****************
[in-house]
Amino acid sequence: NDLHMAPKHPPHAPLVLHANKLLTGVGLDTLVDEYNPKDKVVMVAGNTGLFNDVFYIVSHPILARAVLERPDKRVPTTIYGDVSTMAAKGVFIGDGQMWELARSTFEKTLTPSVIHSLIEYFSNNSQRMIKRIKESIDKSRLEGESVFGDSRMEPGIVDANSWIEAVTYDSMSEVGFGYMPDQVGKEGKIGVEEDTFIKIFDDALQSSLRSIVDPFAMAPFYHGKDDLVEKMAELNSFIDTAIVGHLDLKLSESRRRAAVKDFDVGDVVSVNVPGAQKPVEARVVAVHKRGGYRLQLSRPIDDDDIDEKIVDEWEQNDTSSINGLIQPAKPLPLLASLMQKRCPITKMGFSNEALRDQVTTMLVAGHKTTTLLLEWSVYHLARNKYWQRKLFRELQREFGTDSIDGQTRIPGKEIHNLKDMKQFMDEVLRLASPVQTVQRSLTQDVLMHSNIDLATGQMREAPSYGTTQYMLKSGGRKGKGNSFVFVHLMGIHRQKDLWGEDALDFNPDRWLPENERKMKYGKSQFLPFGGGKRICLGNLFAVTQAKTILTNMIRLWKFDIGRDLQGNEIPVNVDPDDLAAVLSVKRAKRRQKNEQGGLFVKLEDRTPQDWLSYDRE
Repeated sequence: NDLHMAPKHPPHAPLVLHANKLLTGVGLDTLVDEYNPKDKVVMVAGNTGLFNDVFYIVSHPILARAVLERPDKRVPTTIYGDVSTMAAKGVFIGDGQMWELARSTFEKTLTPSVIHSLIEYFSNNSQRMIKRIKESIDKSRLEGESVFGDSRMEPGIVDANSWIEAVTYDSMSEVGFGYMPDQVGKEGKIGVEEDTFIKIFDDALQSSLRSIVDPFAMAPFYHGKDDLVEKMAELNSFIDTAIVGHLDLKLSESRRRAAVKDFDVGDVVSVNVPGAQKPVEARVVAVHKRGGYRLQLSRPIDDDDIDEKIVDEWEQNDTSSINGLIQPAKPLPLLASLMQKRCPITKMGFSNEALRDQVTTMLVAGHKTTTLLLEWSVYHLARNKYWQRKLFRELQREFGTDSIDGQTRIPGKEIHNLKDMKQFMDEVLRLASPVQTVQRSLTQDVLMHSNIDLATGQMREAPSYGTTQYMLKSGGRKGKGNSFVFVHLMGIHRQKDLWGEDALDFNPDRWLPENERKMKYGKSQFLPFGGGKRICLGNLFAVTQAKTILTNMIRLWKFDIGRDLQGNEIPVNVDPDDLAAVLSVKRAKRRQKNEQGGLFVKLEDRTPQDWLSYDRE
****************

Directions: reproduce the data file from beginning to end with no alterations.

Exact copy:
[in-house]
Amino acid sequence: NDLHMAPKHPPHAPLVLHANKLLTGVGLDTLVDEYNPKDKVVMVAGNTGLFNDVFYIVSHPILARAVLERPDKRVPTTIYGDVSTMAAKGVFIGDGQMWELARSTFEKTLTPSVIHSLIEYFSNNSQRMIKRIKESIDKSRLEGESVFGDSRMEPGIVDANSWIEAVTYDSMSEVGFGYMPDQVGKEGKIGVEEDTFIKIFDDALQSSLRSIVDPFAMAPFYHGKDDLVEKMAELNSFIDTAIVGHLDLKLSESRRRAAVKDFDVGDVVSVNVPGAQKPVEARVVAVHKRGGYRLQLSRPIDDDDIDEKIVDEWEQNDTSSINGLIQPAKPLPLLASLMQKRCPITKMGFSNEALRDQVTTMLVAGHKTTTLLLEWSVYHLARNKYWQRKLFRELQREFGTDSIDGQTRIPGKEIHNLKDMKQFMDEVLRLASPVQTVQRSLTQDVLMHSNIDLATGQMREAPSYGTTQYMLKSGGRKGKGNSFVFVHLMGIHRQKDLWGEDALDFNPDRWLPENERKMKYGKSQFLPFGGGKRICLGNLFAVTQAKTILTNMIRLWKFDIGRDLQGNEIPVNVDPDDLAAVLSVKRAKRRQKNEQGGLFVKLEDRTPQDWLSYDRE
Repeated sequence: NDLHMAPKHPPHAPLVLHANKLLTGVGLDTLVDEYNPKDKVVMVAGNTGLFNDVFYIVSHPILARAVLERPDKRVPTTIYGDVSTMAAKGVFIGDGQMWELARSTFEKTLTPSVIHSLIEYFSNNSQRMIKRIKESIDKSRLEGESVFGDSRMEPGIVDANSWIEAVTYDSMSEVGFGYMPDQVGKEGKIGVEEDTFIKIFDDALQSSLRSIVDPFAMAPFYHGKDDLVEKMAELNSFIDTAIVGHLDLKLSESRRRAAVKDFDVGDVVSVNVPGAQKPVEARVVAVHKRGGYRLQLSRPIDDDDIDEKIVDEWEQNDTSSINGLIQPAKPLPLLASLMQKRCPITKMGFSNEALRDQVTTMLVAGHKTTTLLLEWSVYHLARNKYWQRKLFRELQREFGTDSIDGQTRIPGKEIHNLKDMKQFMDEVLRLASPVQTVQRSLTQDVLMHSNIDLATGQMREAPSYGTTQYMLKSGGRKGKGNSFVFVHLMGIHRQKDLWGEDALDFNPDRWLPENERKMKYGKSQFLPFGGGKRICLGNLFAVTQAKTILTNMIRLWKFDIGRDLQGNEIPVNVDPDDLAAVLSVKRAKRRQKNEQGGLFVKLEDRTPQDWLSYDRE